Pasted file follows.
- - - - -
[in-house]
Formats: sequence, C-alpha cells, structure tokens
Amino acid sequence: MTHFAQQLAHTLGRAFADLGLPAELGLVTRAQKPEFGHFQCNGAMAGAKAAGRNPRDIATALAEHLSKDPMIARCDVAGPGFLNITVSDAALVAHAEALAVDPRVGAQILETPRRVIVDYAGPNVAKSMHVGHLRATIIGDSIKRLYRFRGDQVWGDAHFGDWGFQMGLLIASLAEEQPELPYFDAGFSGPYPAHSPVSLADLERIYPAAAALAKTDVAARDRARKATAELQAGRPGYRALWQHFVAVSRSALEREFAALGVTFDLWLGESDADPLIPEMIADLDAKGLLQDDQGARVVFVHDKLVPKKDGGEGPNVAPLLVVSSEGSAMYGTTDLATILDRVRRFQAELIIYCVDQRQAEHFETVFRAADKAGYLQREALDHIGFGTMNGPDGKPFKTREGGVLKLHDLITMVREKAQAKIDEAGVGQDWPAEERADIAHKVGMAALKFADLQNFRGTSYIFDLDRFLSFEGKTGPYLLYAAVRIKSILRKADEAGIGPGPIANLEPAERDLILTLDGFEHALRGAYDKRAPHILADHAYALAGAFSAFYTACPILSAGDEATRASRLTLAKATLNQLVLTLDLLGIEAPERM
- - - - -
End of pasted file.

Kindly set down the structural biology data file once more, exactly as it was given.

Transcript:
[in-house]
Formats: sequence, C-alpha cells, structure tokens
Amino acid sequence: MTHFAQQLAHTLGRAFADLGLPAELGLVTRAQKPEFGHFQCNGAMAGAKAAGRNPRDIATALAEHLSKDPMIARCDVAGPGFLNITVSDAALVAHAEALAVDPRVGAQILETPRRVIVDYAGPNVAKSMHVGHLRATIIGDSIKRLYRFRGDQVWGDAHFGDWGFQMGLLIASLAEEQPELPYFDAGFSGPYPAHSPVSLADLERIYPAAAALAKTDVAARDRARKATAELQAGRPGYRALWQHFVAVSRSALEREFAALGVTFDLWLGESDADPLIPEMIADLDAKGLLQDDQGARVVFVHDKLVPKKDGGEGPNVAPLLVVSSEGSAMYGTTDLATILDRVRRFQAELIIYCVDQRQAEHFETVFRAADKAGYLQREALDHIGFGTMNGPDGKPFKTREGGVLKLHDLITMVREKAQAKIDEAGVGQDWPAEERADIAHKVGMAALKFADLQNFRGTSYIFDLDRFLSFEGKTGPYLLYAAVRIKSILRKADEAGIGPGPIANLEPAERDLILTLDGFEHALRGAYDKRAPHILADHAYALAGAFSAFYTACPILSAGDEATRASRLTLAKATLNQLVLTLDLLGIEAPERM